Holiday Traditions – Tourtière

I don’t know how I amassed so many friends from Quebec – or at least, of Quebec Heritage, but suffice it to say, that there were no shortage of opinions when I asked, “Who has a great Tourtière recipe?”

Of course as any great Canadian knows, most recipes in the “Best of Bridge” (“) series are well worth trying and I was greeted with the following answer to my question (it follows), early last week.

Currently, however, I happen to be visiting the Southern United States where the Italian Heritage (along with all others) is mixed into every savoury mouthful, so I decided to combine a few ideas.

First, at the butcher, there is an abundance of Italian Sausage, some hot, some sweet, some in casings, some not. So for the meat, I decided to use half sweet Italian Sausage (bulk – uncased) with regular ground chuck. This was a good call. The flavour, without any of the spices added, was stellar!

I had been eyeing up the ground Coriander all day, and wondering about the flavour mixed into the meat mixture, so I scooped a little piece of it out of the pan, and shook on a good shake of it, then rolled it around in my palate. Bam, enhanced! From there, I continued to enhance; Cinnamon, Cayenne and Ginger (about a teaspoon of each – who measures!). I kept tasting and fine-tuning – don’t forget the salt, and a nice healthy dose of it too. Taste as you go.

Of course I added the Onions and Garlic and Parsley as directed and cheated by using a two pie crust – frozen. Make sure to cool your filling really well, as the moisture and heat of the filling will affect the pastry.

Leave one of the frozen crusts in the freezer. Take the second one, and with a sharp knife remove the crimped edge of it – allow to come up to room temperature, while the filling cools.

Into the frozen crust, add the filling. Flip the thawed crust, upside down on the filled pie crust and gently push the edges together. Slit the top of the crust 3 to 5 slits to allow the steam to escape. Bake for 15 minutes at 425, THEN decrease oven to 350.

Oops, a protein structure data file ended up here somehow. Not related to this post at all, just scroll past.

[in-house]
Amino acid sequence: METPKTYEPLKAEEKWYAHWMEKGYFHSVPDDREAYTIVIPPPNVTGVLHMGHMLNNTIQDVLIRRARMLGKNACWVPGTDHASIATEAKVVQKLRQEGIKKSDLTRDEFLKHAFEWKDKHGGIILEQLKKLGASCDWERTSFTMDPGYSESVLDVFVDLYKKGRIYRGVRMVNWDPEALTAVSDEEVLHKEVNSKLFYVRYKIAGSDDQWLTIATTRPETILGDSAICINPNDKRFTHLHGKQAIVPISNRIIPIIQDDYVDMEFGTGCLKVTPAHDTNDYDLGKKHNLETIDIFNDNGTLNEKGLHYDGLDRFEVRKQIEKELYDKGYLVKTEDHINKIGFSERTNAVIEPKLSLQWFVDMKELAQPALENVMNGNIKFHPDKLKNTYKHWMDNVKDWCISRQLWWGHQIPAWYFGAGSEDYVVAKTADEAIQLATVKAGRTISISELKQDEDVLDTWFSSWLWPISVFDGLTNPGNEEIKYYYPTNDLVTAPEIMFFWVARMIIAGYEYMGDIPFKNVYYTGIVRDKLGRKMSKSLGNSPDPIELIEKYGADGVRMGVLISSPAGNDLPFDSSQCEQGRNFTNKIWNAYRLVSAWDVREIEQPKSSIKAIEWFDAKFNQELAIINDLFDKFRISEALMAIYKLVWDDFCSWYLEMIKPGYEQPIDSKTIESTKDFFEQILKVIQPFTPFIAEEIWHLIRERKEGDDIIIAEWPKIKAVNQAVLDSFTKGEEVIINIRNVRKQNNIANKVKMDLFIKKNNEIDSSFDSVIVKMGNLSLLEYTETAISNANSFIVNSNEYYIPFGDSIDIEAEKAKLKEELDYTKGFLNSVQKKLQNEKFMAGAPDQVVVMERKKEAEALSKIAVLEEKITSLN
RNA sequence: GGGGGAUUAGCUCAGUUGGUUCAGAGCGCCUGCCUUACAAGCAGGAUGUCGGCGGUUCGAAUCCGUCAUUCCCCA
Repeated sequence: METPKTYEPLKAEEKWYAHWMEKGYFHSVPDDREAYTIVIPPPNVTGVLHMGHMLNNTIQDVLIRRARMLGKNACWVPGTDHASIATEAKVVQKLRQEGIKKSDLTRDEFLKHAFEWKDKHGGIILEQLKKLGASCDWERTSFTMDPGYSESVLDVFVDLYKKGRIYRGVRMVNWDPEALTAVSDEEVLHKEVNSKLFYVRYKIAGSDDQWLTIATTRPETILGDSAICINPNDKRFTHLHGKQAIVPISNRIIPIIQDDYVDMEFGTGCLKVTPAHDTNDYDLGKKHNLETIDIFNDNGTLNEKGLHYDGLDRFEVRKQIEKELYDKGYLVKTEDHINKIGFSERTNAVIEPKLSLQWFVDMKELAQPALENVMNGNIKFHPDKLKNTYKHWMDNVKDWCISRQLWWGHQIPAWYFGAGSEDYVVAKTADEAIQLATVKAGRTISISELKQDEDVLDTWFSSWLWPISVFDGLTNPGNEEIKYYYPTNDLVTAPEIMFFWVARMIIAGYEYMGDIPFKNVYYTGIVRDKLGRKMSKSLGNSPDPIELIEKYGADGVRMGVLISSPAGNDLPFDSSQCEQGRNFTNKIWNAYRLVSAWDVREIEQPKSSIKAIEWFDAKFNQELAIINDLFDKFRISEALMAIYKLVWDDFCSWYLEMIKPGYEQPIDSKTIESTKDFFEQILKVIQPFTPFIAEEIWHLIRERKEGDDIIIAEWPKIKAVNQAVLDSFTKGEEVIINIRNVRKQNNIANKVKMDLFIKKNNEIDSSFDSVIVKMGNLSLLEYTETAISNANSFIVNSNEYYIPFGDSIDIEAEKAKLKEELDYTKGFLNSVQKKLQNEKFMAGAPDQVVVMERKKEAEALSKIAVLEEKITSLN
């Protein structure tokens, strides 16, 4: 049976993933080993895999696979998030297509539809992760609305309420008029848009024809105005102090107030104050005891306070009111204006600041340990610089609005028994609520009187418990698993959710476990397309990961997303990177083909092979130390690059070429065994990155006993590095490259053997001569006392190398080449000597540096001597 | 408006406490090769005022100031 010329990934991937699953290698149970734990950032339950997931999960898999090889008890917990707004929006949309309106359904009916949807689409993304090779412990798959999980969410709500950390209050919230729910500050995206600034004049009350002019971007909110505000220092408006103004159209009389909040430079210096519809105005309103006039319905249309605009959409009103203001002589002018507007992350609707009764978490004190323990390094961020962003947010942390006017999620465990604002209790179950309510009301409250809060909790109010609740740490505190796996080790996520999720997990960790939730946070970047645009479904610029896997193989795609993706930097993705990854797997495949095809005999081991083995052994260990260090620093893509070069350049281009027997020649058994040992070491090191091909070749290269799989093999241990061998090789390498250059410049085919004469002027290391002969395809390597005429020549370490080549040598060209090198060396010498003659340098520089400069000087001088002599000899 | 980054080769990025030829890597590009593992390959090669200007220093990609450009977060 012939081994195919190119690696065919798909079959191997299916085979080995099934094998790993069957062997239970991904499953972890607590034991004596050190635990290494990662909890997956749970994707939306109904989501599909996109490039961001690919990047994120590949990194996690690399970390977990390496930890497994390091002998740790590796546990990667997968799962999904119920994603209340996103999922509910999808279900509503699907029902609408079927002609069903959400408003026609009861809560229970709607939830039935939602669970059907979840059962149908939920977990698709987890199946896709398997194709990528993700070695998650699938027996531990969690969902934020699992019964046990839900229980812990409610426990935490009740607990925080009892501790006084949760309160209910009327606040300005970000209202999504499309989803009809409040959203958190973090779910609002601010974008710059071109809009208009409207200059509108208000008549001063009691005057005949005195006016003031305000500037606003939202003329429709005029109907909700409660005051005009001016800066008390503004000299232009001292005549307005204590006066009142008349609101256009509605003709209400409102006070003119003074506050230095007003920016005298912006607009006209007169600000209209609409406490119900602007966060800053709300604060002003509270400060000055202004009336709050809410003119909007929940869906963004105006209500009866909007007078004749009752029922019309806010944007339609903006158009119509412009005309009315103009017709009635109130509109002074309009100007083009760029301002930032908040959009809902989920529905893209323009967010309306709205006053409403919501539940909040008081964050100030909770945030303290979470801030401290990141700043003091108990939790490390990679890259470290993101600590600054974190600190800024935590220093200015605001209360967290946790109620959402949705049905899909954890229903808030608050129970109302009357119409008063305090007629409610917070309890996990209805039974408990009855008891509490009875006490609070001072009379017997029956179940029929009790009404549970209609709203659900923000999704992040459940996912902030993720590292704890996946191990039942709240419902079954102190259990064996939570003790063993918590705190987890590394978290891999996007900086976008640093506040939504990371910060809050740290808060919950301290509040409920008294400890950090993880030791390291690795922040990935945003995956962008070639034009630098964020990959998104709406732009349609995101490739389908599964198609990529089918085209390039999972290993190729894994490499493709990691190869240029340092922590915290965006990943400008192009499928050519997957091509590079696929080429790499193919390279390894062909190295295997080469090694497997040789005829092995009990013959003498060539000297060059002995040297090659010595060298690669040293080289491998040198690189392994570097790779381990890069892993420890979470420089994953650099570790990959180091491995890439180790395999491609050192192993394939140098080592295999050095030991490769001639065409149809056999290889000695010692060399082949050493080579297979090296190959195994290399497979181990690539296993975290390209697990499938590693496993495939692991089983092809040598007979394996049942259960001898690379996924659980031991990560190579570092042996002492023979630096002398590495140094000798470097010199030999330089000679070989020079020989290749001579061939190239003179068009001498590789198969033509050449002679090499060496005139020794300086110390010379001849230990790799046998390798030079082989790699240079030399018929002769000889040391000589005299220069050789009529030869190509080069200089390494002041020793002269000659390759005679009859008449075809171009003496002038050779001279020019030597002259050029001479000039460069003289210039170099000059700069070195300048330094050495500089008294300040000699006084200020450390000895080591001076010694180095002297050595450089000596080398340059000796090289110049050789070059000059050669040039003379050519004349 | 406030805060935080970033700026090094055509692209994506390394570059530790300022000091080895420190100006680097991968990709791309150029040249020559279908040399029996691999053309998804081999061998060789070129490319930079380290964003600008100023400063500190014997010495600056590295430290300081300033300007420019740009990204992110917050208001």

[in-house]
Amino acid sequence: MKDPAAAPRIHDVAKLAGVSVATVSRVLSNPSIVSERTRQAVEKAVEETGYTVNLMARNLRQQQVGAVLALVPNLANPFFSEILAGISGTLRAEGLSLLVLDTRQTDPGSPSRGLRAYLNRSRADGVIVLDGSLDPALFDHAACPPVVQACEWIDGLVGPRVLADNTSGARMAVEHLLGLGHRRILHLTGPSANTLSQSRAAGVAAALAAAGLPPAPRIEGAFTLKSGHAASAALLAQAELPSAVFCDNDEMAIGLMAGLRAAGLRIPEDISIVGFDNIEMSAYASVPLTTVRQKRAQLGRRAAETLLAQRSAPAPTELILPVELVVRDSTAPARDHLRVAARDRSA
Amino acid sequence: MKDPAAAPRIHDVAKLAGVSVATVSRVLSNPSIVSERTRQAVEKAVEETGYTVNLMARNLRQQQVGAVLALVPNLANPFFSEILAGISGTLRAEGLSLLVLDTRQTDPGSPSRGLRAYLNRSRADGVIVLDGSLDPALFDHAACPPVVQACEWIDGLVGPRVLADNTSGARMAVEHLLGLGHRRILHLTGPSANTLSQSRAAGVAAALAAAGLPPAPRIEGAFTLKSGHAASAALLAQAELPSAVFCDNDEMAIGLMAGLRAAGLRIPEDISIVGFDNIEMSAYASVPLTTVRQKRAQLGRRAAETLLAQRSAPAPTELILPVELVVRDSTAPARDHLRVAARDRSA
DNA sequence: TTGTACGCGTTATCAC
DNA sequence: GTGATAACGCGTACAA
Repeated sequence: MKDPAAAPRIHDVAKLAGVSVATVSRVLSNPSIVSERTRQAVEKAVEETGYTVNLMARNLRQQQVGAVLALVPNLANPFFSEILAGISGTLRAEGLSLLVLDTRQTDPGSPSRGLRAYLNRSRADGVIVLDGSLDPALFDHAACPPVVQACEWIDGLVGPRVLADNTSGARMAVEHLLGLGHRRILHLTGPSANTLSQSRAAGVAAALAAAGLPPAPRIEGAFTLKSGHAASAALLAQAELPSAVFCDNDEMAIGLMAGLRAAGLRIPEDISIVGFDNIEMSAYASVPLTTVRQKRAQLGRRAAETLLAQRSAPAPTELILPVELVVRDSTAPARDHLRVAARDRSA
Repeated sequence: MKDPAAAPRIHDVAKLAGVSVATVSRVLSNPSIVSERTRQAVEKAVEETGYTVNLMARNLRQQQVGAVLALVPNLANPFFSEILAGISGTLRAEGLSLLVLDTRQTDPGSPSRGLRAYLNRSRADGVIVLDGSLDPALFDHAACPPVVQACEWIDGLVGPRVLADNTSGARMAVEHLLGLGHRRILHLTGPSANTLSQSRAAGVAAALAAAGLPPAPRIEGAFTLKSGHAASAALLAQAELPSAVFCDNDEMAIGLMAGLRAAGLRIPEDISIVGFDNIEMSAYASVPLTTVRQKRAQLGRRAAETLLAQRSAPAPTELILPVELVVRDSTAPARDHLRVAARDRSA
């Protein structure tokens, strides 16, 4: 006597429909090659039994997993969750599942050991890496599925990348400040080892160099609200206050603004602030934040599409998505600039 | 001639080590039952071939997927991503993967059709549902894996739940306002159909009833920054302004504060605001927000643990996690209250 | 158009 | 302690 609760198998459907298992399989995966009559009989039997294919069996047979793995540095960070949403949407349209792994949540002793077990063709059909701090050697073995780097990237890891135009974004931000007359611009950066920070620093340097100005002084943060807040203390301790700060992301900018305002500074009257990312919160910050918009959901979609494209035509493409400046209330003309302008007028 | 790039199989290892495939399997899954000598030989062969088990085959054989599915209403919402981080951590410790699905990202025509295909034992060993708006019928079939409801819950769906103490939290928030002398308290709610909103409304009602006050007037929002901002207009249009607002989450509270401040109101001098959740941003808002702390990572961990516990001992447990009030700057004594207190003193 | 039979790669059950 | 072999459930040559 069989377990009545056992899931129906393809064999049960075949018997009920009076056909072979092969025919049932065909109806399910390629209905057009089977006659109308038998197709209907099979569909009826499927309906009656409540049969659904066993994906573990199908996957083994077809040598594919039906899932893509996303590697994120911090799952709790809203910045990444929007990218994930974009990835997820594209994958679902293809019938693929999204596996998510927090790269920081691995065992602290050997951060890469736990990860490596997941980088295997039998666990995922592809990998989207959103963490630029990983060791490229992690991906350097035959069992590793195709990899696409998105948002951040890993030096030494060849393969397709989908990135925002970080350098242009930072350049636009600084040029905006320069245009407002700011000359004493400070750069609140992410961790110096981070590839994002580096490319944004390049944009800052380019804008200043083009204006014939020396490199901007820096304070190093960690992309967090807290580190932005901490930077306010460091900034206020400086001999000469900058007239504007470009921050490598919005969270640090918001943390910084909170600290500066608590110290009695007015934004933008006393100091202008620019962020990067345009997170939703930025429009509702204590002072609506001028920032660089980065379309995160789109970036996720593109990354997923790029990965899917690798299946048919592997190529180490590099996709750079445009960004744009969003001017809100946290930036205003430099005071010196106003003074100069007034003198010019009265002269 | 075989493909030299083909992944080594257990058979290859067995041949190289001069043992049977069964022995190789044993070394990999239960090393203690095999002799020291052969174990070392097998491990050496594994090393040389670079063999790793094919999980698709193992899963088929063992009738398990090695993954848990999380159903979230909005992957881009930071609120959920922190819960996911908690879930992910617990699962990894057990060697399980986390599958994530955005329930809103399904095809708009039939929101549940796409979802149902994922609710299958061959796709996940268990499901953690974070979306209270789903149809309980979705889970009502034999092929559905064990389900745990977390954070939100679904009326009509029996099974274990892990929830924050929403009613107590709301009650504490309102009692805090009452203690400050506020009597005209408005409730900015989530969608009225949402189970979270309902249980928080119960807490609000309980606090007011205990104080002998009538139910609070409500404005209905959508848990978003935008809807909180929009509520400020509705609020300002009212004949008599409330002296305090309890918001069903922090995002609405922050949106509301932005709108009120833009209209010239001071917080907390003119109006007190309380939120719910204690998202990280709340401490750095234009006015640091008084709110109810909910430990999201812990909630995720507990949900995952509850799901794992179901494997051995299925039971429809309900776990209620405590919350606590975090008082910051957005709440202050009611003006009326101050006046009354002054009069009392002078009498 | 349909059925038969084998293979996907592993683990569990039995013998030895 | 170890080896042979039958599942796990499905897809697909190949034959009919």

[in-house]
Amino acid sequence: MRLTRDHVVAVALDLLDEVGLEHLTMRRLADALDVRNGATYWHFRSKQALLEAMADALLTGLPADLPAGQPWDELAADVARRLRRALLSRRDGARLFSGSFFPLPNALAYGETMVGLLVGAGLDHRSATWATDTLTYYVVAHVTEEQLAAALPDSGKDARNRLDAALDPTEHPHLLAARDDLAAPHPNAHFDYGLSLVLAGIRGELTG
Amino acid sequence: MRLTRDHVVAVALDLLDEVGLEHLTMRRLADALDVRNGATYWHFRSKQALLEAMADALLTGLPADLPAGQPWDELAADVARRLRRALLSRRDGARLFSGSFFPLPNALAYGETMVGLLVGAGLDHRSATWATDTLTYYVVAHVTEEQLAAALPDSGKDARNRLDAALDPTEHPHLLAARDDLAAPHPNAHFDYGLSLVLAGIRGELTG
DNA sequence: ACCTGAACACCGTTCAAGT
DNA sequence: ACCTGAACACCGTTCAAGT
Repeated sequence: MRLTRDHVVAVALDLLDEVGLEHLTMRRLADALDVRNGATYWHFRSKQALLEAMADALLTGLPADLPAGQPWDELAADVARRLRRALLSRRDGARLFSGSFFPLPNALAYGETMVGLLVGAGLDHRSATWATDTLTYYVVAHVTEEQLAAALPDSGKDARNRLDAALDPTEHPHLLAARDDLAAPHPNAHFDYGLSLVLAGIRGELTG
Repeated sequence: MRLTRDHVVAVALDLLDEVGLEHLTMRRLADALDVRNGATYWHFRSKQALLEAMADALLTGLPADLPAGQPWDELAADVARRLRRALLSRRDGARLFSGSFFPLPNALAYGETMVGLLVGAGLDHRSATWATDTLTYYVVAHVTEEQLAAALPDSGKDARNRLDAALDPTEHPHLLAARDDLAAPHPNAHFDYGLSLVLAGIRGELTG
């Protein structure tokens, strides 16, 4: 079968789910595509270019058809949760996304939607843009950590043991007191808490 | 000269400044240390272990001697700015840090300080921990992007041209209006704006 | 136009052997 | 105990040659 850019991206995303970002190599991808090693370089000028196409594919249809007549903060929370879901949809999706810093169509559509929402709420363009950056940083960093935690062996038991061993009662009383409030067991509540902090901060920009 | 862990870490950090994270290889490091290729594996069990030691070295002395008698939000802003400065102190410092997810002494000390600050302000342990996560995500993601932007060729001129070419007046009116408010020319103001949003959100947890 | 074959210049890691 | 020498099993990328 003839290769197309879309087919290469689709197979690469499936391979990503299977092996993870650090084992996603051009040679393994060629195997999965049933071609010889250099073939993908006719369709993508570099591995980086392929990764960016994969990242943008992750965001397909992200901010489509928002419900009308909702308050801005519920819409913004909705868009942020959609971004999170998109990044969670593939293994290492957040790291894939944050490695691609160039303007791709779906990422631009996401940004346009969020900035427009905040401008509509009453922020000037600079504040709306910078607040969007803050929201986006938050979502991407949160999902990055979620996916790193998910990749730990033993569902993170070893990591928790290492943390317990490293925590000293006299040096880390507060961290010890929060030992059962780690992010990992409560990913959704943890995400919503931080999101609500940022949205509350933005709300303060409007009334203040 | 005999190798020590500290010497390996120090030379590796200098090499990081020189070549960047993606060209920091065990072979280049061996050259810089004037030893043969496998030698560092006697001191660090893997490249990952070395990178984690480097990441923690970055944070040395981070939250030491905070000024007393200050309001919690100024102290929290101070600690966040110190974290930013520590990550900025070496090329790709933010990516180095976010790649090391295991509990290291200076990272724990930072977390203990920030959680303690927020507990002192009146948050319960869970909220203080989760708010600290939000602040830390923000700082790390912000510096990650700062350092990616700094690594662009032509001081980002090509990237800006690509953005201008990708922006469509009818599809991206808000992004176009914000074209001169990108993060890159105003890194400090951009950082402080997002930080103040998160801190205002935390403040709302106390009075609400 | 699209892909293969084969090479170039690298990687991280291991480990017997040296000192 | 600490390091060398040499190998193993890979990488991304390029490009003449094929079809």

Tourtière With Mushroom Sauce

Enough pastry for 3, 2-crust pies – I only made one thick pie!

  • 1 1/2 lbs. lean ground pork – 1 pound (Sweet Italian Sausage – uncased)
  • 1 1/2 lbs. lean ground beef – 1 pound (reg fat content)
  • 1 1/2 cups finely chopped onion 375ml
  • 1 tsp. thyme 5ml (fresh – a few stocks denuded)
  • 1 tsp. sage 5ml (fresh – chopped finely)
  • 1 tsp. dry mustard 5ml (didn’t have, didn’t use)
  • 2 tsp. salt 10ml
  • 1/2 cup chopped fresh parsley 125ml
  • 2 garlic cloves, minced (I used 4)
  • pepper to taste (cayenne plus pepper)
  • 1 cup water 250ml
  • 1 cup bread crumbs 250ml

Mushroom Sauce

  • 2 Tbsp. butter 30ml
  • 3 cups sliced mushrooms 750ml
  • 1/2 cup sliced onions 125ml
  • 2 Tbsp. butter 30ml
  • 2 tsp. flour 10ml
  • 1 cup beef broth 250ml
  • 1/2 cup dry red wine 125ml – I used Beaujolais Nouveau
  1. In frying pan, lightly brown meat. Drain off fat. Add onion and stir in seasonings. Add water, cover and simmer 15 minutes, or until most of liquid is absorbed but mixture is still moist. Add bread crumbs. Let cool. Spoon mixture into pastry-lined 9? pie plates. Cover with top crusts, seal and flute edges. May be frozen at this point. Cut slashes on top to release steam. Bake 425 F for 15 minutes, reduce heat to 350F and bake 30 minutes or until well browned. This recipe can also be made as an appetizer using tart shells.
  2. To Make Mushroom Sauce: Saute mushrooms and onions in butter for 10 minutes. Remove to plate. Melt butter and blend flour and a few tablespoons of beef broth into pan juices. Stir in remaining beef broth and wine. Bring to a boil until mixture thickens. Add mushrooms and onions back into sauce. Serve warm with tourtiere.
  3. For a change and less work you can serve with cranberry sauce on the side and a dollop of sour cream.

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